Luckily so many nurseries and suppliers are online it’s not impossible to track plants down.
And armed with a few notes you’ll find it a lot easier to get exactly what you wanted.
Show bargains are another matter they need instant decisions and immediate action. Most exhibitors will be offering something special at the show to encourage customers to seize the moment!

We are no exception with free postage and packing and lots of special offers- PLUS a chance to win over £300 of gardening products.



At The show: Get inspired
Pretty plants and spectacular flowers will never go out of fashion and they certainly featured on many of the displays at the show. Brilliant bedding and patio plants such as diascias and nemesias were packed into containers and hanging baskets, some were just there to add pizzazz to the stands but they proved how valuable these plants are for lifting even the most mundane space. Sundiascias are relative new comers to the bedding scene but like diascias and nemesias they’ll just flower and flower until the frosts.

We spent ages looking for the perfect mix of container plants and we’re sure we’ve got pretty close to perfection with our colour-themed basket and container mixes

The outdoor gardens have already been judged –see if you agree with the judges decisions!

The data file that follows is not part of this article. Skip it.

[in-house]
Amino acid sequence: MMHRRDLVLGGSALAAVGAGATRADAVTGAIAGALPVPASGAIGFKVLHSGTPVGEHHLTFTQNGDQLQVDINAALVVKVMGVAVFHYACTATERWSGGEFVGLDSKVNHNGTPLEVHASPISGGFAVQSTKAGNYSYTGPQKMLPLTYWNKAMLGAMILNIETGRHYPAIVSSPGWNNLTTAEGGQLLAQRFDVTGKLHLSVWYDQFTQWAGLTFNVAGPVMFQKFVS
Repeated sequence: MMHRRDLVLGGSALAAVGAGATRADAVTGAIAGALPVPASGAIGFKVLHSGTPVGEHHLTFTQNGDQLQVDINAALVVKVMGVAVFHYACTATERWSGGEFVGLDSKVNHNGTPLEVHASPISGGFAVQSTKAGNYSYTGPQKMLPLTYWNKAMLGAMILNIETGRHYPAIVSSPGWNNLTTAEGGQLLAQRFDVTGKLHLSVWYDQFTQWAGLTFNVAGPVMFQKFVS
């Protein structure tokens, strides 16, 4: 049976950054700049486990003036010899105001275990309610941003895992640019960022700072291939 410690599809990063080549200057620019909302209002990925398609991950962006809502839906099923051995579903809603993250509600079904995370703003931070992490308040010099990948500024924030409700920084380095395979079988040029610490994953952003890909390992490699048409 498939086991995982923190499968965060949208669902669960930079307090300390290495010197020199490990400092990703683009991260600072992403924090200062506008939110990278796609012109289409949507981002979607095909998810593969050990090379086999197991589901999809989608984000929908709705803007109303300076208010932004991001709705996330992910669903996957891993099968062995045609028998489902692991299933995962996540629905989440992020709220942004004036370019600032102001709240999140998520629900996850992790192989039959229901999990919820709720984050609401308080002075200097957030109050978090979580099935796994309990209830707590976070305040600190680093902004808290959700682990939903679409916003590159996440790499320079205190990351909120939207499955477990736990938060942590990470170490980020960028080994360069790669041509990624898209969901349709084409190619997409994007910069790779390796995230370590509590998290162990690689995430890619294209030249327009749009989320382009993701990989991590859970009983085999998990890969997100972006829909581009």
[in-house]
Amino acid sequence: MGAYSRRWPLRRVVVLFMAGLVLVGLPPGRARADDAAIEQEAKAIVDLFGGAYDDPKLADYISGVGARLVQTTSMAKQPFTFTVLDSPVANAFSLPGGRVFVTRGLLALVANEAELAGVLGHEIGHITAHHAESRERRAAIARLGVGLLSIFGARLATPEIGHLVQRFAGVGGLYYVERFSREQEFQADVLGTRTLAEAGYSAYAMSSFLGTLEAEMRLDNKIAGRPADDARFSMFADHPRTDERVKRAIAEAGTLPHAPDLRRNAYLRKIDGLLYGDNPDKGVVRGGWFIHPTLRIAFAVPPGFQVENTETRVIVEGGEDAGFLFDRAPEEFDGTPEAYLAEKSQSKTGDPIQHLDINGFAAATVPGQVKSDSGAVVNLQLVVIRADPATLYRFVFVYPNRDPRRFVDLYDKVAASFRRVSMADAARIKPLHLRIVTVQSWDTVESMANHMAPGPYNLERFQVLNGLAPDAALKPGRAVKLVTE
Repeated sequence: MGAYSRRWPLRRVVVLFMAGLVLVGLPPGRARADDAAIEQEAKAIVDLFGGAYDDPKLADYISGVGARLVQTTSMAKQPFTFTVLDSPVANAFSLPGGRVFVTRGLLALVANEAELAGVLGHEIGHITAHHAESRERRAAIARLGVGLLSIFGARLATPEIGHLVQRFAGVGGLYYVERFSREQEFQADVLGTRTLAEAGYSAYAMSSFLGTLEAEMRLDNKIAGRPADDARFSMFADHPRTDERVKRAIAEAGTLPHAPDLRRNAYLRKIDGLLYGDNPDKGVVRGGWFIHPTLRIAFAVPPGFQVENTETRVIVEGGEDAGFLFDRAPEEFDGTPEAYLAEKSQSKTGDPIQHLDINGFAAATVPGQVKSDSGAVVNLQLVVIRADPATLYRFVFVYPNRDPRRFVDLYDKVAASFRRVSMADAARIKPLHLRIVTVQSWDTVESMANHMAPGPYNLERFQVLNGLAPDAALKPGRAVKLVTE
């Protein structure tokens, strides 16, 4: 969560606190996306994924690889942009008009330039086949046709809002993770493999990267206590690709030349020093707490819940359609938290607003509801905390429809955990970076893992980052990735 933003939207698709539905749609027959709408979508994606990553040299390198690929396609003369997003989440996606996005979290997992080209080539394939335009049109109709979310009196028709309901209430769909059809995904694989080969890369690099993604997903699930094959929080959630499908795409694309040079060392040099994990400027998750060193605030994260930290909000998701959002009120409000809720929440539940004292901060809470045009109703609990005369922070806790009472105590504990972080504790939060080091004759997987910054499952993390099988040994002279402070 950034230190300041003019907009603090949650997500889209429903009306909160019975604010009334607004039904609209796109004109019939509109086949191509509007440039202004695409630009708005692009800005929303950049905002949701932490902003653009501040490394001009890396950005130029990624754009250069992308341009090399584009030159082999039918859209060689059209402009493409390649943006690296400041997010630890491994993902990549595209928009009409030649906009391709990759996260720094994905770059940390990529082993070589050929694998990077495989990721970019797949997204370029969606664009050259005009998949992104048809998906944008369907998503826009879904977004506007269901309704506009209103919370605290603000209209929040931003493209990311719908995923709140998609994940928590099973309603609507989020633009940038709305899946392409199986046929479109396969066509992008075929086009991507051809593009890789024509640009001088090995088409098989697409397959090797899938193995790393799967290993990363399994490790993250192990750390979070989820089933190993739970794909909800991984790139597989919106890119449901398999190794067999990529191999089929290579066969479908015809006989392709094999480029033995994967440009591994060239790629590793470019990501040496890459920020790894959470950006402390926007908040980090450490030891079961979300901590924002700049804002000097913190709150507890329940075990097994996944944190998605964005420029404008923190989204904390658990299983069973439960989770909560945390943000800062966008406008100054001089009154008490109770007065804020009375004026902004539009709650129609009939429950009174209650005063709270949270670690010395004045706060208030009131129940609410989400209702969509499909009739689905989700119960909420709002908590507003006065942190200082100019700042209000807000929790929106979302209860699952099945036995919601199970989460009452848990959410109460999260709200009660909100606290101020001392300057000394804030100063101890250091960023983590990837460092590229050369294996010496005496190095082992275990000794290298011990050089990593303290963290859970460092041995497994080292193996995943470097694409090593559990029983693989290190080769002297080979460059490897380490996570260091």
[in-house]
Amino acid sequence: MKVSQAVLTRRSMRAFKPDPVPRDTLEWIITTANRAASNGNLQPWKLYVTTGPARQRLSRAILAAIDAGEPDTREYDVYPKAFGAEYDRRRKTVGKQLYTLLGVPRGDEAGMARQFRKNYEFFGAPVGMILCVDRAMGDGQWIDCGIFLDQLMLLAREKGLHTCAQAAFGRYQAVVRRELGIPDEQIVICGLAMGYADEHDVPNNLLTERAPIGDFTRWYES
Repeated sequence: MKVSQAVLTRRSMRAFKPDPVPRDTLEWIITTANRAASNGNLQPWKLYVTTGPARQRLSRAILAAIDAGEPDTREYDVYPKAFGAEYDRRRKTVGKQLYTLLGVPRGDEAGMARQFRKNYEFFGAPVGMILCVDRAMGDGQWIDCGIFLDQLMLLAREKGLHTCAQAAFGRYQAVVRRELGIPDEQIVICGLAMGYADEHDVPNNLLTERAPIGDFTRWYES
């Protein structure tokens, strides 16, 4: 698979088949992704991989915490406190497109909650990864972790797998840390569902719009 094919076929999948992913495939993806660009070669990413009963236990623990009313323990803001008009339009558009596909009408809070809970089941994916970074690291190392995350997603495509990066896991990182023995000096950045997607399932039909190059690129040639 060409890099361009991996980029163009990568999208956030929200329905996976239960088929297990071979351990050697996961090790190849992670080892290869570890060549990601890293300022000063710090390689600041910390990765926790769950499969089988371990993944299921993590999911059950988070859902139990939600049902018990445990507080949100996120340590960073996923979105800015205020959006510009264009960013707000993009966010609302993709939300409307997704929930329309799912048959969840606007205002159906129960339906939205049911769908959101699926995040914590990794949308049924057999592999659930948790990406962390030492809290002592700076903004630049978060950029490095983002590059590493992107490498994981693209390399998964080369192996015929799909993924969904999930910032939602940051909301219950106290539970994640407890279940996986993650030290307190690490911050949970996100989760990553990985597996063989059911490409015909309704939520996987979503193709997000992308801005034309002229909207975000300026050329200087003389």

They outdoor gardens were varied and proved just how diverse and exciting gardening could be. From tiny plots to good sized gardens they were imaginative and packed full of good ideas. It was easy to see which were the favourites with the public – the romantic cottage style gardens were crowded with admiring visitors. But that didn’t mean there weren’t some exciting modern gardens too. Brilliant orange painted walls featured in a couple of the show gardens and clever planting was everywhere. What came through very strongly was just how enthusiastic us British gardeners are.


A great showcase, despite the weather
It’s been an extremely odd year horticulturally speaking. In many parts of the UK the growing season is at least a month behind, even the normally sunny Channel Islands, where lots of our early bedding and vegetable plants are grown had snow this winter!
All over Britain there should be roses blooming and summer perennials in full bloom -but so far the tulips are still visible and in many gardens the vestiges of daffodils and other early spring flowers have only just faded.
Our growers and the other exhibitors at the show have all had the same problems; they told us: “Not enough warmth, not enough sun and a slow start!”
But despite the weather growers and exhibitors have put on a great display! The halls at the NEC are packed with colourful plants and great products, it’s a gardeners’ paradise.
Come and see us there if you can